Tag Archives: ashram

Locked Down in Paradise

It is now 4 months since I arrived in India.  January seems like an age ago and it feels like I have been here forever. My plan had been 3 months here & see what it leads to……hmmmm!  When I arrived the ashram was very busy getting ready for Amma’s South India Tour, then it was really quite for a few weeks with so many people away for the tour.  Mid-February the numbers had swelled again as the tour returned and then March numbers started to gradually dwindle as new visitors were no longer allowed into the ashram.  Mid-March we were only allowed to go out of the ashram for essentials – the bank or pharmacy – but we could still go across the road to the beach.  Then complete lockdown, across the whole of India.  The ashram closed its doors completely to all but supplies.  Over the last month there’s been a further dwindling of numbers as people take repatriation flights back to their home countries.

I now haven’t been out of the ashram for 2 whole months.  Fortunately, the ashram is large enough that there is space for everyone to move around – maybe not with a 2metre distance – and there is sunshine, amazing views over the backwaters and to the sea and we have delicious food (I haven’t cooked a meal in 4 months!).  Whilst I can’t go anywhere I am not considering myself ‘stuck’ here.  Anything but.  I feel very blessed indeed to be here at this time.  Amma normally has a very busy tour schedule and is not usually at the ashram for long periods of time so to have this time is truly a gift.  I have been learning loads, being completely immersed in Eastern philosophy, the Bhagavad Gita and vedanta and also finishing off my Psychology and Philosophy degree with the Open University – thankyou coronavirus for my end of module assignments being cancelled!  Lockdown gave me time to focus on my last two assignments over April.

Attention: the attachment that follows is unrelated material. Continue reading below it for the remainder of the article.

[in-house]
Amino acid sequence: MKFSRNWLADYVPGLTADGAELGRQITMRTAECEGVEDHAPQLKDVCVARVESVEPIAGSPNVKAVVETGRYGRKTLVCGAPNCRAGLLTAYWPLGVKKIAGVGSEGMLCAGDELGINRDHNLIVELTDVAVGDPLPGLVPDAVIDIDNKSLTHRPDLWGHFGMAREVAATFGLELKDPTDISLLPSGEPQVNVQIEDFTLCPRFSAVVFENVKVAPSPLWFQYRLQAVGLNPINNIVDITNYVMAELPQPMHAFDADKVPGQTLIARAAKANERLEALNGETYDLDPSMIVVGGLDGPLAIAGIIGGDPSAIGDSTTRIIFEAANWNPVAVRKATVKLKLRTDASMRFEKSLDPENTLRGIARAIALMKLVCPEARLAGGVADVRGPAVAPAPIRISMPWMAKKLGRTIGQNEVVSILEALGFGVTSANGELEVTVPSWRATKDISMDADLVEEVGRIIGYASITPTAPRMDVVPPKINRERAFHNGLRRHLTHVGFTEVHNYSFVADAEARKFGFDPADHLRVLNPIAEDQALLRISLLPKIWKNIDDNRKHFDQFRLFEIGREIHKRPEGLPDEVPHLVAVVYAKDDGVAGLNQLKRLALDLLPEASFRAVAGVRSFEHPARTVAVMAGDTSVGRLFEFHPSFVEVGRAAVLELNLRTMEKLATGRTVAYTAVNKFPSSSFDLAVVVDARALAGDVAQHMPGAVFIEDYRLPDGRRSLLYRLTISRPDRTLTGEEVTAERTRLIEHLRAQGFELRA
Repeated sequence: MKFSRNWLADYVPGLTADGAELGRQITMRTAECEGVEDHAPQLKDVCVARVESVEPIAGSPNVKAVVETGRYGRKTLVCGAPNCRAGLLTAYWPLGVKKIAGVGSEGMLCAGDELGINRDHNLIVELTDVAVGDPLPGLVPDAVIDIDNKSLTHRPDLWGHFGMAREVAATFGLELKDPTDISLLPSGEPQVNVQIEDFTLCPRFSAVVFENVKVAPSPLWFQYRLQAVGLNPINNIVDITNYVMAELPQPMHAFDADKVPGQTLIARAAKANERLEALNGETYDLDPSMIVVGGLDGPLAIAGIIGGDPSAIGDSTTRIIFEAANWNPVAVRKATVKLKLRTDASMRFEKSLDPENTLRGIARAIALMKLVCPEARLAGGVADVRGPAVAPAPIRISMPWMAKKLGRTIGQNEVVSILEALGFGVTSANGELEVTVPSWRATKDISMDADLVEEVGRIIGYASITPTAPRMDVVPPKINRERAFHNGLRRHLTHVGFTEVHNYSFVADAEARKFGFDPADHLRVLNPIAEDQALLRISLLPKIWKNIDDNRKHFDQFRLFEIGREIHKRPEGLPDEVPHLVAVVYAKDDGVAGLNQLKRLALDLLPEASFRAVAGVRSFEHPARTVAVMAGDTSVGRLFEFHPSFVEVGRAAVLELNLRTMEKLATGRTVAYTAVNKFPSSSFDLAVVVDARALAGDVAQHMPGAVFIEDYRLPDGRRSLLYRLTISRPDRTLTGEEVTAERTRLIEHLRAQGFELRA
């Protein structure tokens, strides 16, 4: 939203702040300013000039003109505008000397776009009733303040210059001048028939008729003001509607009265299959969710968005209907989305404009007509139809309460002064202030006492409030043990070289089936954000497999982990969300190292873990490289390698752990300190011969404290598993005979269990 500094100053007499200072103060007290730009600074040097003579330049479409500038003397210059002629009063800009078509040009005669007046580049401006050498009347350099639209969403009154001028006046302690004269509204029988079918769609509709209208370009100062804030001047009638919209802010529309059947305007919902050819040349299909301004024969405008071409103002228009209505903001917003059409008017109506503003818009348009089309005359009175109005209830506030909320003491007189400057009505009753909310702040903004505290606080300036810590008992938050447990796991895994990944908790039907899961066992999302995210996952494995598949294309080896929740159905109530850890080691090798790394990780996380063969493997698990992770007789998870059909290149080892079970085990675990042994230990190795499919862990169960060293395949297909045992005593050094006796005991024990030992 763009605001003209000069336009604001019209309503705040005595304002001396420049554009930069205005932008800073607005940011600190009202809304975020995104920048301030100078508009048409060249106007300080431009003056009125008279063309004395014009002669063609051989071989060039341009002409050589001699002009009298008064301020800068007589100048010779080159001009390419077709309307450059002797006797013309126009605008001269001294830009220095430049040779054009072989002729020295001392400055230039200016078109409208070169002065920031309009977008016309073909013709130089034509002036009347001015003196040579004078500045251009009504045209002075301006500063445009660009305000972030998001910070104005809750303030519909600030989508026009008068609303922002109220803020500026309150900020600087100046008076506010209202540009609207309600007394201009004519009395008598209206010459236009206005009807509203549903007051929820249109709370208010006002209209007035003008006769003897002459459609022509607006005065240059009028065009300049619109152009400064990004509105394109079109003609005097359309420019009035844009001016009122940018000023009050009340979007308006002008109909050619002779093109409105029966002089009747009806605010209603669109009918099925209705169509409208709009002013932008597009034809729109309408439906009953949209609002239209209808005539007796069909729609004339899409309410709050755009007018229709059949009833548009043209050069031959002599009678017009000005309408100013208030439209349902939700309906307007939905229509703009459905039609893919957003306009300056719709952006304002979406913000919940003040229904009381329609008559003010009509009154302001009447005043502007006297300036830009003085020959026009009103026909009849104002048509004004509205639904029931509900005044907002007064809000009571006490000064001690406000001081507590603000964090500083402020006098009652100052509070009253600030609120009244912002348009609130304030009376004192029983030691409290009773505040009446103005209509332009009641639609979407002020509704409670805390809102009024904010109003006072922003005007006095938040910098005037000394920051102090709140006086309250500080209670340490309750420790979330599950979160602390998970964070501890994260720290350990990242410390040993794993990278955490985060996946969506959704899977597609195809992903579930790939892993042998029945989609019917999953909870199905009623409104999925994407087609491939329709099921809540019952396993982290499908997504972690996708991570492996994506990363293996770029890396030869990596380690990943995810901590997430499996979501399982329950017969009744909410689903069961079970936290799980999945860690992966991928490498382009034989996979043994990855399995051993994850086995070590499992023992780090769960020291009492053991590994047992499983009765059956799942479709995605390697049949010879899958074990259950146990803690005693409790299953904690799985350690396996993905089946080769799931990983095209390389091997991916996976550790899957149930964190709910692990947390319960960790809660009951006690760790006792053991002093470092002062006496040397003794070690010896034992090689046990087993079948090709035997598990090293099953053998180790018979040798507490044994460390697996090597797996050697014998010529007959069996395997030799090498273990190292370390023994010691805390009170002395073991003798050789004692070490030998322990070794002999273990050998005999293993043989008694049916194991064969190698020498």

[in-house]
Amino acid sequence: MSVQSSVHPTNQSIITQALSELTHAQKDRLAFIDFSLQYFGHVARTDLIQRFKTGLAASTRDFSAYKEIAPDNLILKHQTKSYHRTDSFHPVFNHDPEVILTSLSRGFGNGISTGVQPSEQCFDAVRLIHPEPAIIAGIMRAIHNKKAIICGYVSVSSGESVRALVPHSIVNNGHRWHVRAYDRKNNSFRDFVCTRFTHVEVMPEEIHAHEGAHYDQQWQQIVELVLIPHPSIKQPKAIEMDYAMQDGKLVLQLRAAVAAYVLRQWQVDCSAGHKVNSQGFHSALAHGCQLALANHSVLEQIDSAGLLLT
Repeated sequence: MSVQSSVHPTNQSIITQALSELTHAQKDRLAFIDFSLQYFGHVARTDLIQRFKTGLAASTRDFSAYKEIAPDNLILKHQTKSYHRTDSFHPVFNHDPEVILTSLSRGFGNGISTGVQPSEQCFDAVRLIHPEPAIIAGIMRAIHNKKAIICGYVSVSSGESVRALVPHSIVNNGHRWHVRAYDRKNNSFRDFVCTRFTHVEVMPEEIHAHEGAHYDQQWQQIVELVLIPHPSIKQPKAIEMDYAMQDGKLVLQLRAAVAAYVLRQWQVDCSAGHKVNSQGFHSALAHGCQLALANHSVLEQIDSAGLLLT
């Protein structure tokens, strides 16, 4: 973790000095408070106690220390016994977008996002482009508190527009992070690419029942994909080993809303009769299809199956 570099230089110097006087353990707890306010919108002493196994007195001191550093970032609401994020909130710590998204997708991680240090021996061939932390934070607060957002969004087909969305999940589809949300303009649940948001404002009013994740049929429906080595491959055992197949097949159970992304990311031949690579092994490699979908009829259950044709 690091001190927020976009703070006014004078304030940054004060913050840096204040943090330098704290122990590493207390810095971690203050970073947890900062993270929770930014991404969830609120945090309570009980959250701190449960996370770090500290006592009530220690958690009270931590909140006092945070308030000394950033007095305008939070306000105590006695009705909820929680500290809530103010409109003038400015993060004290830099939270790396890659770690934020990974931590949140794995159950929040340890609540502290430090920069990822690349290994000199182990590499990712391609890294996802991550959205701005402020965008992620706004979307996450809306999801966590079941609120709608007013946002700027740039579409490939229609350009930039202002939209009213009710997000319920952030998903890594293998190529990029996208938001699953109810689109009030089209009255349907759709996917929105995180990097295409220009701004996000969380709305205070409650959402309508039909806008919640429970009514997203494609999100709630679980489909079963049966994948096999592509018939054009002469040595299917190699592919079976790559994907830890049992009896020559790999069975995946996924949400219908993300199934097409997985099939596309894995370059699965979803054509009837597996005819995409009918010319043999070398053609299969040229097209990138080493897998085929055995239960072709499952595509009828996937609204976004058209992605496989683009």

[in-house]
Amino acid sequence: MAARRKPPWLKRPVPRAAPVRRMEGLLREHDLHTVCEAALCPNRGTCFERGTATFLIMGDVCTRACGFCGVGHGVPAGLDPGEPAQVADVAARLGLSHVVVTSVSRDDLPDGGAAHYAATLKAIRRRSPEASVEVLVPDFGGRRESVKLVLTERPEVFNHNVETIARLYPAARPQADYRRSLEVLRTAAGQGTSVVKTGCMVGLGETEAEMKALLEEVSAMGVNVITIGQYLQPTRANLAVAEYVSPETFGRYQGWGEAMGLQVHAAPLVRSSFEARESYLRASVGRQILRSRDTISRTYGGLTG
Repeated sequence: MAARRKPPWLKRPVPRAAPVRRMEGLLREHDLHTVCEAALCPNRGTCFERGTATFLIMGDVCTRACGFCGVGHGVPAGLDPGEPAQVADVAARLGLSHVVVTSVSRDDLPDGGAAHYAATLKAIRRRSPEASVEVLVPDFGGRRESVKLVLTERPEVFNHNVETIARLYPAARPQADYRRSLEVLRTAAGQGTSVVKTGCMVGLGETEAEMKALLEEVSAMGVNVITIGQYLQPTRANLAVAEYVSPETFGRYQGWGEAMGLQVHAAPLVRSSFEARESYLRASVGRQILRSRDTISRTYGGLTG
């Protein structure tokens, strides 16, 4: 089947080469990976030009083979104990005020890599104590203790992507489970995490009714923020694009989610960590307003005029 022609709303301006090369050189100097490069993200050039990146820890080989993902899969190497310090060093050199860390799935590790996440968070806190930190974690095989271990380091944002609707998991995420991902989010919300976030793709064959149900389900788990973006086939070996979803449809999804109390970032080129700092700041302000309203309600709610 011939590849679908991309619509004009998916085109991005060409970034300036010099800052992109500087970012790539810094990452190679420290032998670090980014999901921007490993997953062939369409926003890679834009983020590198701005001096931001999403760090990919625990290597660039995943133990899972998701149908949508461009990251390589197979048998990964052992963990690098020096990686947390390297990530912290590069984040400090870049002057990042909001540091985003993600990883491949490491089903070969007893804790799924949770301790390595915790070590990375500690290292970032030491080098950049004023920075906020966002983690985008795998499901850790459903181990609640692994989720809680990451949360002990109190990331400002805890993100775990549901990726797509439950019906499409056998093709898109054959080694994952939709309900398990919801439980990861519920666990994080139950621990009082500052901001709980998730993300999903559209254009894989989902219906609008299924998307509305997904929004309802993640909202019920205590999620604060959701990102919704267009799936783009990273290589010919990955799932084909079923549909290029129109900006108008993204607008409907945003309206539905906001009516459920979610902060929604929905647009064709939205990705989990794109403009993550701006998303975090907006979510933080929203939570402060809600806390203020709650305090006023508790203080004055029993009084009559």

Ashram life is not all love and light – whilst that is what everyone is aspiring to, every day in the ashram brings you something to work on! Someone to challenge your inner peace, situations to see how you react/respond!  There are plenty of opportunities for self-development.  I’ve shared a room for most of the time here and not every roommate has seen me as a gift from the universe, likewise I’ve not seen every roommate as a gift from the universe either!  There’s also the uninvited roommates – bees, mosquitos, moths, geckos – to contend with!  And the heat.  It has been beautifully sunny but hot, and now the rainy season is definitely here.  Mother nature has been treating us to fantastic lightening shows most evenings, but now they are accompanied by torrential downpours, and they are becoming more frequent.  The downpours don’t last too long but a whole lot of water leaks out of the sky in that short time, and they are becoming more frequent.  I can see why Kerala is so green and lush.  Of course, after the downpour everything becomes humid – if you didn’t get soaked in the rain you’ll soon be soaking from the humidity after.  With that amount of rain it takes a little while for it to drain away so some wading is required too!  It’s great to see and experience the change in season and weather.  I don’t think I ever would have chosen to come to Kerala during the wet months!